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Motor Mouth articles 2009

The weird world of car accessories

SLIDE your vinyl disc into the dashboard-mounted record player, check your dancing Elvis doll is fixed firmly to your mirror and be sure your musical air horns are primed for action – yep, this is accessorised motoring, 60s-style.

Kitsch was the fashion – still is, for many – and the whole crazy shebang is best summed up by the fluffy dice, the nodding dog (now resurrected and adopted as an insurance company’s emblem) and countless other cash-devouring bits of nonsense.

The whole car accessory industry, in fact, goes back to the very dawn of motoring when a plethora of gadgets – some ingeniously simple, others gloriously eccentric – were intended to part the invariably comfortably-off drivers from their groats by helping them overcome the numerous problems confronting them.

A new book entitled ‘Nodding Dogs and Vinyl Roofs: The Weird World of Quirky Car Accessories’ by Stephen Vokins provides an amusing A to Z of many of the gadgets and trinkets that have tempted – and often embarrassed – motorists over the past 100 years or so.

In those early days the focus was very much on making motoring more reliable and more comfortable, but there were plenty of oddball inventions nestling among the sensible stuff – like pipe smokers’ companion sets, leopardskin rugs made out of real leopard and mascots galore, including a lucky swastika for the bonnet. That was in the days before Hitler’s lot gave it a less attractive meaning and stripped it of its reputation for bringing good luck.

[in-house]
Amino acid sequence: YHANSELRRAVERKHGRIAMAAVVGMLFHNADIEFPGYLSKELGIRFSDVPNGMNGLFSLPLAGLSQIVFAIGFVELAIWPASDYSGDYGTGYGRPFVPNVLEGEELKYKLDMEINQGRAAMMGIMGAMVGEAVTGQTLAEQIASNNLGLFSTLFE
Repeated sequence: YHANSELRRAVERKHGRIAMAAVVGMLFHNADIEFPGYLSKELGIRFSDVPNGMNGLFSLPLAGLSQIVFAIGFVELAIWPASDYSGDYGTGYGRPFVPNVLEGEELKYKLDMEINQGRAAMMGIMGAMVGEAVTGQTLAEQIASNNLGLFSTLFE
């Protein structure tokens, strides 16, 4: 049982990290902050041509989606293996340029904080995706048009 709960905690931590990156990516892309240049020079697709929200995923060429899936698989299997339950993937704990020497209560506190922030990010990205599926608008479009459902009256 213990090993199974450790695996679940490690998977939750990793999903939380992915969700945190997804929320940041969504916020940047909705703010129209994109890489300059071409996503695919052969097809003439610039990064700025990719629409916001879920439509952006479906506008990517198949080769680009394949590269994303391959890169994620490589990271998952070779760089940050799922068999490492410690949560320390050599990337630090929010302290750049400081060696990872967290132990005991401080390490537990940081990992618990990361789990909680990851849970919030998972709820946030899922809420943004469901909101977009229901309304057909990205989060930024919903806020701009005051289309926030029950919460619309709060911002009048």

Accessorising your car really had its heyday in the post-war years, though, and the Stateside influence was strong. You could buy bolt-on fins to Americanise your 1950s Ford Zephyr, stick-on bullet holes to emphasise your gangster image, which must have cut quite a dash in Dorset, and even a pump-powered finger-raiser to show other motorists what you think of their driving. Yes, really.

There were electric kettles that ran off the car battery so you could have a brew as you drove, as long as the battery was up to it; there were open-mouthed animal mascots that fixed on to your exhaust pipe, pop-up spoilers for extra thrust and seat or steering wheel covers of every flavour.

And, yes, you really could buy a gramophone so that pop-mad 1960s drivers could listen to Kathy Kirby as they cruised around in their Ford Anglia or Standard 8 – but because the needle had to be so heavy in order to stop it bouncing around, records tended to give up the ghost after a couple of plays. Radio music stations probably put paid to that particular problem.

‘Nodding Dogs and Vinyl Roofs: The Weird World of Quirky Car Accessories’ by Stephen Vokins is published by Haynes. RRP: £5.99.



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